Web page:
The Young Fresh Fellows – It’s Low Beat Time

What I Think of When I Think of This Artist (part 2)

I strongly suspect I will end up owning a good chunk of the Young Fresh Fellows’ output. It’s only a matter of time. I like bands that are irreverent and carefree but still try enough (at least, enough of the time) to write melodic and clever songs.

What I Think of This Album

It’s difficult to fairly assess this from such a distant vantage point. Low Beat Time was released in 1992; I first heard it in 2023. That said, it is basically what you would expect from any Young Fresh Fellows album:  it’s a fucking mess, but eminently enjoyable. Thank you, Scott McCaughey and Kurt Bloch, for never disappointing.

This one is actually probably more of a clusterfuck than the average YFF disc. It’s got 16 songs, recorded at five studios in three cities, and with six different production credits. Perhaps not surprisingly, this eighth album was the last Young Fresh Fellows record for a good five years (and that 1997 release, A Tribute to Music, was only issued in Spain, supposedly).   

As usual, the best songs are the ones that combine the band’s irreverence with their pop smarts. So, dial up “Right Here,” “Mr. Anthony’s Last,” “Whatever You Are,” “Faultless,” “She Sees Color,” “Monkey Say,” “99 Girls,” “She Won’t Budge,” and “Green Green.”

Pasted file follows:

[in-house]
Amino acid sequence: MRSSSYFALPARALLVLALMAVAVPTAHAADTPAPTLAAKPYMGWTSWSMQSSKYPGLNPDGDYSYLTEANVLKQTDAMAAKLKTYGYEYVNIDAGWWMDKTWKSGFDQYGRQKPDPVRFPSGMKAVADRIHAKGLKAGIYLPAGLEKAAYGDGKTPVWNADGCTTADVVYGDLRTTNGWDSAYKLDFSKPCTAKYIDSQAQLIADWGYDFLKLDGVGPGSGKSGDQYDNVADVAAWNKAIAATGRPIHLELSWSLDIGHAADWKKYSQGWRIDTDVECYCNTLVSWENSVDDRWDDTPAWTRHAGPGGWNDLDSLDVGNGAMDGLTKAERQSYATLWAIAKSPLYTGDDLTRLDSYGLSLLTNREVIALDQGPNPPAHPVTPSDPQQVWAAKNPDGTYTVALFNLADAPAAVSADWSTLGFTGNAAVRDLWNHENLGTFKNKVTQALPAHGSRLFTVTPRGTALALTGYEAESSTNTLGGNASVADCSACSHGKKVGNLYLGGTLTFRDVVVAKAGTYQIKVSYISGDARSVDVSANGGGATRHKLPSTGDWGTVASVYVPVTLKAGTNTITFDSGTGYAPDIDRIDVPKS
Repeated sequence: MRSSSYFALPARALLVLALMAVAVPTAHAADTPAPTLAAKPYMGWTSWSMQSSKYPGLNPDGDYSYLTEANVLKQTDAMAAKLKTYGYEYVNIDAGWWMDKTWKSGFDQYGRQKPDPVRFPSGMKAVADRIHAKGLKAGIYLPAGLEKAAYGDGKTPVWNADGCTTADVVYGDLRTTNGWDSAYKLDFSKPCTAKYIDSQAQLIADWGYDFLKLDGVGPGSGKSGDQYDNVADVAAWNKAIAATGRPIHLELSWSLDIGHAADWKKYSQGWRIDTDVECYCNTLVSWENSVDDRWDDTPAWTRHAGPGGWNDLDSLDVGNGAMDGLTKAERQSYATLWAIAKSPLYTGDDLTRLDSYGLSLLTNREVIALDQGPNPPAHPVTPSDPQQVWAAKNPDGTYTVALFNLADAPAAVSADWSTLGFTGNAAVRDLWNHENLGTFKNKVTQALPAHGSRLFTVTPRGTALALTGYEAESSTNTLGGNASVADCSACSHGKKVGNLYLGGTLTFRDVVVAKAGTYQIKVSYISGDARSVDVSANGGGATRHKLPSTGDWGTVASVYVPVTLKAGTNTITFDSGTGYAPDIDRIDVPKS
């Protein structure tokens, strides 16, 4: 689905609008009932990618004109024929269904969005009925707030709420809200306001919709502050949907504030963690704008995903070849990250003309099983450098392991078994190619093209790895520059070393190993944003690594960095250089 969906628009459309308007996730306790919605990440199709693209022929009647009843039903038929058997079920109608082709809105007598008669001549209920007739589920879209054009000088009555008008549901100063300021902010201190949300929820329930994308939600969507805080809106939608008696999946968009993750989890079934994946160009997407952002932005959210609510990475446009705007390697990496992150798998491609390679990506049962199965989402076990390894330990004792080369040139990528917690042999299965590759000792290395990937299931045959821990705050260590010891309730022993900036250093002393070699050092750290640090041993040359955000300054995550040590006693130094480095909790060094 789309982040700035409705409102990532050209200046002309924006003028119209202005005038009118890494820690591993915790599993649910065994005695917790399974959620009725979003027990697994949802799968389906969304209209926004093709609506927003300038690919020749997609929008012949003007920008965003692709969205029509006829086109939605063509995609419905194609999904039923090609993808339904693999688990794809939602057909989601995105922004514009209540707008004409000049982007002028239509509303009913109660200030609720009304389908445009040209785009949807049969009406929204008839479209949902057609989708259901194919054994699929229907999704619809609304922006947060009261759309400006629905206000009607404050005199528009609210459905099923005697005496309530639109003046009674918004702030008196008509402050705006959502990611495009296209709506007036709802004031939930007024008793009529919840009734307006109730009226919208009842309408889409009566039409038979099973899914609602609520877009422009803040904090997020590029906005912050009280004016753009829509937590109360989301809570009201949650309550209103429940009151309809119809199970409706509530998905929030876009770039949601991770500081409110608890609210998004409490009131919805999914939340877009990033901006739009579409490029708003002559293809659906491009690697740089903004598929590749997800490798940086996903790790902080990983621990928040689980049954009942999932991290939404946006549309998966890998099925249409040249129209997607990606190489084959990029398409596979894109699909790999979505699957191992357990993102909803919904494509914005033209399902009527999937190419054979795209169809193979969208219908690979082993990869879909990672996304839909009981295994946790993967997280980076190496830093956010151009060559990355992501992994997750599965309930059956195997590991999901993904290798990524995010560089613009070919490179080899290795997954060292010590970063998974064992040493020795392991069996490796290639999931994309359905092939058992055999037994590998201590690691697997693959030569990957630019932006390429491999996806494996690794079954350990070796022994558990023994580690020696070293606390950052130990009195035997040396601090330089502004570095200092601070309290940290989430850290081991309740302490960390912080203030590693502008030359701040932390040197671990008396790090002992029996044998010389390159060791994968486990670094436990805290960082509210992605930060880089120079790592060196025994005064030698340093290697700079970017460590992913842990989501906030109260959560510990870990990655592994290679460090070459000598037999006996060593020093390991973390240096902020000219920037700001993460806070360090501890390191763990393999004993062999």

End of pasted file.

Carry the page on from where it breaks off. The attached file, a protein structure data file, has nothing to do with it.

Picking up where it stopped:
Notable anomaly is instrumental “A Crafty Clerk,” which sounds like Brian Wilson got lost in the midway of a carnival in Iowa.

Along the way, you can make what you will of “Low Beat Jingle” (a fifteen second number comprised of typewriter, trumpet, and percussion), the schizophrenic but still melodic (sometimes) “Snow White,” the churning and ominous “Two Headed Fight,” the mysterious and hateful “A Minor Bird,” and a reprise of “Low Beat Jingle” plus more in the jaunty “Low Beat.” 

Soul legend Rufus Thomas sings on closing track “Green Green,” which is a cover of a New Christy Minstrels song. Keyboardist Lester Snell (Isaac Hayes) plays on at least three tracks, and William Brown (engineer of “Theme from Shaft”) contributed vocals and technical work on the cover of “Love Is a Beautiful Thing” (the Young Rascals). New York band the A-Bones help out on “Monkey Say”, too.

Butch Vig produced some tracks, as did Willy Mitchell (trumpeter and producer of Al Green and Solomon Burke). Conrad Uno (who worked with Bratmobile, Mudhoney, the Fastbacks, and Sonic Youth) and McCaughey worked on one track, and Sonics engineer Kearney Barton produced the two songs that sound like the Sonics. Doug Easley (Guided by Voices, Modest Mouse, Cat Power, Pavement, the Amps) also contributed to a number of tracks.


Only the Young Fresh Fellows know why the spine of the CD reads Doc Sharpie Is a Bad Man in place of the real title, though Doc Sharpie is credited with the album art. Alex Chilton is thanked in the liner notes.

The Best Thing About This Album

The unexpected soul influence, including an excellent Rufus Thomas vocal on “Green Green.”

Release Date

September, 1992

The Cover Art

I’m agnostic on this; it’s neither good nor bad.

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